The Reason I Don't Offer Mini Photography Sessions... -

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The Reason I Don’t Offer Mini Photography Sessions…

  1. Chelsi says:

    I am a firm believer in the saying "you get what you pay for" and I agree that couples would be short changing themselves if they didn’t book the full experience with you. With that said, I do not have a package that includes mini sessions. I offer them twice a year, once a couple of months before Christmas and once in the springtime sometime before or after Easter. I do them to get people / families interested in a full session with me. During Christmas this year I was able to book three full sessions based on the client’s experience with my mini sessions. It is a great way to give people a small taste of who you are. But I get it. Eventually I will stop doing them too, but for now, I will keep the twice a year model. Isn’t it cool how we all can be unique in how we deliver services to our clients? 🙂

  2. Joelle says:

    Lindsey, I loved this post! It was so interesting hearing your perspective on it and it totally makes sense! I still offer mini sessions except they’re still an hour long, so it’s not quite as bad. I could definitely see myself implementing this later down the road though!

  3. Lindsay Berg says:

    This post definitely shed light for me on who you are as a photographer and what you value! It makes me want to come to hawaii for a sesh right nowwwww. But I’m stuck in the midwestern/MN snow! This was a great post Lindsey! Thanks-Lindsay

  4. Nicolette Bosch says:

    Shit yeah!

  5. Jenna says:

    This is great. Honestly it says it all and this is EXACTLY how I feel with my clients. I love everyone I work with dearly, whether it is simply one time or many over years. I have found many people think the same way and I know it is not always intentional and I use to get offended by it but now I have just learned that not ever potential client is "my" client. I think there are so many people out there today who love the pictures they see but do not truly understand the value behind the work that goes into them. Like you said, you spend hours of your time even before they are in front of your camera (which Is something I should do but never seem to yet haha) but its frustrating to see someone go, hey can I just get like 2 picture? How much is it for 20 minutes, I only need a couple shots. I think this is one of the most frustrating things being in the photography industry today is the fact that the consumer does not see the editing time, the time you spend with them and getting to know them as a cost. I love capturing people and their stories but if you’re looking for a quick bargain on some pictures there is a difference between someone who tells a story and someone who snaps 5 pictures for $50. I have started telling most people no when it comes to mini sessions due to the fact that when I would offer then at half cost for half the time they would show up late (always a good 10 minutes late) and half their session would be done. I agree, you cannot feel rushed as a photographer and expected to get something magical out of a rushed time and especially when its cut shorter by someone showing up late. Plus I feel like most of these people are "sales shoppers" where they tend to go to someone just on price and whoever is "having a sale". Great read though and glad you said this!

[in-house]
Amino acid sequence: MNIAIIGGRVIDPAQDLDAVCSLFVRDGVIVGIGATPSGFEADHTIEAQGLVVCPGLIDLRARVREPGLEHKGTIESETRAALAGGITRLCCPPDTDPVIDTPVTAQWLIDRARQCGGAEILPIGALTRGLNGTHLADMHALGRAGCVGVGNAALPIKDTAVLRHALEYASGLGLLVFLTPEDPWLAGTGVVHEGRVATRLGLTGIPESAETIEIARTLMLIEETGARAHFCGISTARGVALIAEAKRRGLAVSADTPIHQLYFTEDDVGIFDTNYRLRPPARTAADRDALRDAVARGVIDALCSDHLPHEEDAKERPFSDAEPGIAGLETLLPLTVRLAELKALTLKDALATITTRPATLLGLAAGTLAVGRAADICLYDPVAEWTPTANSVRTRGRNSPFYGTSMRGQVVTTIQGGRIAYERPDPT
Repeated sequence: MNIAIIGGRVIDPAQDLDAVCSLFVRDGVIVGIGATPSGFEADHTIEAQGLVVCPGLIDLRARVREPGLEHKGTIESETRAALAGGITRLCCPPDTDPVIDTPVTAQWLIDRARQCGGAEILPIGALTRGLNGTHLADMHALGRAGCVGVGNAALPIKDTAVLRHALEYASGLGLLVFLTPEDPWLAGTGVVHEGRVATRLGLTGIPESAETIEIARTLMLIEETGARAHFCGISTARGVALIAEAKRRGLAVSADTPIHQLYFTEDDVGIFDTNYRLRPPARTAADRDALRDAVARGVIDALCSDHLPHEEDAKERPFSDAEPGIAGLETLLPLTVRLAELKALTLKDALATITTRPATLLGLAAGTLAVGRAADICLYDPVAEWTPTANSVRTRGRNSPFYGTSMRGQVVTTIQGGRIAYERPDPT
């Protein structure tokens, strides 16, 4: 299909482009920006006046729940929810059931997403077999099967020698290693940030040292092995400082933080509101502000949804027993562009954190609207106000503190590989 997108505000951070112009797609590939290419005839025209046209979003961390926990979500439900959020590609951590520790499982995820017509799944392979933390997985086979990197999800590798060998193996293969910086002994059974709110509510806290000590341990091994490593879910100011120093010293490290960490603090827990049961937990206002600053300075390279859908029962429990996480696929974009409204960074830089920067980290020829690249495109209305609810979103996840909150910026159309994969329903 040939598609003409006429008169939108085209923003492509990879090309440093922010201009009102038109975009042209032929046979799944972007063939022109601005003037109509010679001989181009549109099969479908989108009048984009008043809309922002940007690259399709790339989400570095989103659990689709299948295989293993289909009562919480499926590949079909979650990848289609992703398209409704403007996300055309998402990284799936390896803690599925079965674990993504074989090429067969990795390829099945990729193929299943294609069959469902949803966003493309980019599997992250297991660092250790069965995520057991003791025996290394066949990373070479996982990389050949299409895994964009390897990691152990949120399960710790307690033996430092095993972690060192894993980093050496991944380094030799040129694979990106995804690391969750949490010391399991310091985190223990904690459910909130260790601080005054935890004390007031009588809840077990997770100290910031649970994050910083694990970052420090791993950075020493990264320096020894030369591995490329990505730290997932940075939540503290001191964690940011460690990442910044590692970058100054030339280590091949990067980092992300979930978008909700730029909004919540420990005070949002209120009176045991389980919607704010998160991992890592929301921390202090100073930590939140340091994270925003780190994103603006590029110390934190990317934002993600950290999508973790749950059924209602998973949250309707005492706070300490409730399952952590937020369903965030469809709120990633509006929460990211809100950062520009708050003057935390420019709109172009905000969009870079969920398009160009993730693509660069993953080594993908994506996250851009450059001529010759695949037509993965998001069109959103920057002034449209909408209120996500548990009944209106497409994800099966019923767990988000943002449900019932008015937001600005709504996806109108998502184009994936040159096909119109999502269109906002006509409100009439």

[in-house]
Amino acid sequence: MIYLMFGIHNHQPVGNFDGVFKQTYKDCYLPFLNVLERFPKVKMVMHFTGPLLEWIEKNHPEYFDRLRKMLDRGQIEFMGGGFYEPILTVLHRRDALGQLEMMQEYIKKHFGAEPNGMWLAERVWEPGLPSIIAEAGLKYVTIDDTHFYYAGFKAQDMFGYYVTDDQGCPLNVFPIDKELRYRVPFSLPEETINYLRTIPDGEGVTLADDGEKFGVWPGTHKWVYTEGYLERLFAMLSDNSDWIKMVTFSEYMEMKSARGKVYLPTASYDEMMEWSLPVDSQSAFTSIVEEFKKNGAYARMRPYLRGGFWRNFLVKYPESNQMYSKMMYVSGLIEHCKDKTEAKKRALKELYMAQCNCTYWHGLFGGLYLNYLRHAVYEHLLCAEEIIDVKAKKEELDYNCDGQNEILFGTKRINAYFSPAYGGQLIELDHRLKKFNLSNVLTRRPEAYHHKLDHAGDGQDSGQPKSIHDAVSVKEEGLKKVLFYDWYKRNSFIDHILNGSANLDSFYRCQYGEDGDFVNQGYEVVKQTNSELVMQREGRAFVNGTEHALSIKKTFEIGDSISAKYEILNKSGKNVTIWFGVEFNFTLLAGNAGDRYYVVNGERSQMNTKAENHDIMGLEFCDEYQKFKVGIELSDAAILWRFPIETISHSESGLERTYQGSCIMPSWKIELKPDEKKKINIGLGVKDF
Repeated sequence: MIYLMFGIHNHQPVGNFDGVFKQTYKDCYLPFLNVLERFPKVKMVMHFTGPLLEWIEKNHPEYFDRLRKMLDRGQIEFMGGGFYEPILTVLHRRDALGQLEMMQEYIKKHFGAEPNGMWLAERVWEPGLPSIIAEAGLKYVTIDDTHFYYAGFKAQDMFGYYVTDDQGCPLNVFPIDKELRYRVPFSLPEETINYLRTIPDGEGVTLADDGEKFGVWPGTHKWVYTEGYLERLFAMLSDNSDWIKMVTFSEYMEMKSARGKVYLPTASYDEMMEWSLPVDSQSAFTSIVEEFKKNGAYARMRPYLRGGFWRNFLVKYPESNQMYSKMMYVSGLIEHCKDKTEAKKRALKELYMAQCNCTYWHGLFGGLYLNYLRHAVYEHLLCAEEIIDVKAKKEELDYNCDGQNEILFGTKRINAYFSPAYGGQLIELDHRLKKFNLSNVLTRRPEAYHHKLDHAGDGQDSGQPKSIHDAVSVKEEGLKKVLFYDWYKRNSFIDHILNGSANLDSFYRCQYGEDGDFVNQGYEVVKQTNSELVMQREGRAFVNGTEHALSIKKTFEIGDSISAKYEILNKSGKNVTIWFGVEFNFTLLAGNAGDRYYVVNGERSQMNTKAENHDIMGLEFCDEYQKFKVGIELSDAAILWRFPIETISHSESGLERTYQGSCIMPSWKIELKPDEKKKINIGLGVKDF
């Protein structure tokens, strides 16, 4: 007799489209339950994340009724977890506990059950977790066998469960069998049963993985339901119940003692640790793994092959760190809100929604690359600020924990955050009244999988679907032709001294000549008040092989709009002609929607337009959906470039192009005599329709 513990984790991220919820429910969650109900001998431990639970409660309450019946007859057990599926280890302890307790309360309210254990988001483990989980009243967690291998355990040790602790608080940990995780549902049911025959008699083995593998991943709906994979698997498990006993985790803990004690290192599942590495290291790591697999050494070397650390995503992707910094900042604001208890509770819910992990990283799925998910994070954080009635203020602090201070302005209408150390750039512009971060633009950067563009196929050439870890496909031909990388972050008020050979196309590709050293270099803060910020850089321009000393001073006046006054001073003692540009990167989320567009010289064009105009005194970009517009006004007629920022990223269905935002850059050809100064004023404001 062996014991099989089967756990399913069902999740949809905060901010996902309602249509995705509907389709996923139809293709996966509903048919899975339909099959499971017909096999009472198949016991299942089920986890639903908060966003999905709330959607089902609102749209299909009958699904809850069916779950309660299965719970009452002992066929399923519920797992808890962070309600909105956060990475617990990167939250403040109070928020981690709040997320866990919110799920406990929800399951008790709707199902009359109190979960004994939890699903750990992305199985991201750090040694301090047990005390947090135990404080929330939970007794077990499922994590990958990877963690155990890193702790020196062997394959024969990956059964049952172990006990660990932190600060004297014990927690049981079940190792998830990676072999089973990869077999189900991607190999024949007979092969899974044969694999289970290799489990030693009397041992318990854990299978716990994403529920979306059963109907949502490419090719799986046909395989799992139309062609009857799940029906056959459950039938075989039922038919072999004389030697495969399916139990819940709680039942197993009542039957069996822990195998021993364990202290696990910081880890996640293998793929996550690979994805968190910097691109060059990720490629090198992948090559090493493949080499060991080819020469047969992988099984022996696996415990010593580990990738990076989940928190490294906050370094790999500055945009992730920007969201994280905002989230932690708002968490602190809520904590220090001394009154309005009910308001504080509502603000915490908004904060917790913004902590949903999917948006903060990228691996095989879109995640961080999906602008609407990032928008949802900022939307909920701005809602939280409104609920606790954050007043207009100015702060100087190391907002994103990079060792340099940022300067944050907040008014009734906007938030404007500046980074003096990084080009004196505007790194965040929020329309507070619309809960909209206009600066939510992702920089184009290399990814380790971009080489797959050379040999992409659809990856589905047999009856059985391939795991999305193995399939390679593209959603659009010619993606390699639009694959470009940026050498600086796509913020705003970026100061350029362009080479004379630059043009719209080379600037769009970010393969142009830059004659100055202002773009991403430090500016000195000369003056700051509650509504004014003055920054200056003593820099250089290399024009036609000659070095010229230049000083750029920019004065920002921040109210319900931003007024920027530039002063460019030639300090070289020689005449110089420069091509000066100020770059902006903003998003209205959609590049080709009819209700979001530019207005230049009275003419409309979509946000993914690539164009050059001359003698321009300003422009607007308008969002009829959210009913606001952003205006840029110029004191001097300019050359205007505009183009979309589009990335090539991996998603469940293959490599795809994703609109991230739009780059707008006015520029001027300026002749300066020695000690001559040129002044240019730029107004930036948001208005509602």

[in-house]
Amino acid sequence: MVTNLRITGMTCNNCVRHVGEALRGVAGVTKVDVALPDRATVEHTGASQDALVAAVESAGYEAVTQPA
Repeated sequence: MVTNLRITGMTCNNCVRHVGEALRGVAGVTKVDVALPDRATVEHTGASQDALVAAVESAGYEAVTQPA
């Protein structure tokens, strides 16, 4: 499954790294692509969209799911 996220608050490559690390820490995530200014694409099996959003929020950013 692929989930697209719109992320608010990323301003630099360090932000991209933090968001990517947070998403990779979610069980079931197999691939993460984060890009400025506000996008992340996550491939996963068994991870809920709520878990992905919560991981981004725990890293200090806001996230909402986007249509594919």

6. Bri says:

    I’m currently offering them, but have the same thoughts as you. I don’t like them, don’t feel like I can fully connect with clients in that time, and would really like to move away from them.

  7. Maha says:

    Whew! I’m so glad at least one photographer doesn’t offer them. I’m still building my portfolio, but the woman in my latest shoot thought I could get business now if I offered a mini session. I hadn’t even been considering it, only focusing on longer sessions. But, as I’m just starting and her photos really do sell me, i thought i might as well give it a try. My research led me to the same thoughts as you. The reason her photos were stunning was because we spent 3 hours shooting and i spent probably 30 hours to get 35 outstanding photos (I’m still learning retouching!). So how do these mini session photographers spend 20 minutes and turn out 15-30 pictures? I’m really curious about the quality. I’m also finding that people take about 15-20 minutes to get comfortable posing, being directed and being in front of the camera. The best photos would just be getting started and then the session would be over in a mini. How is that good for business?

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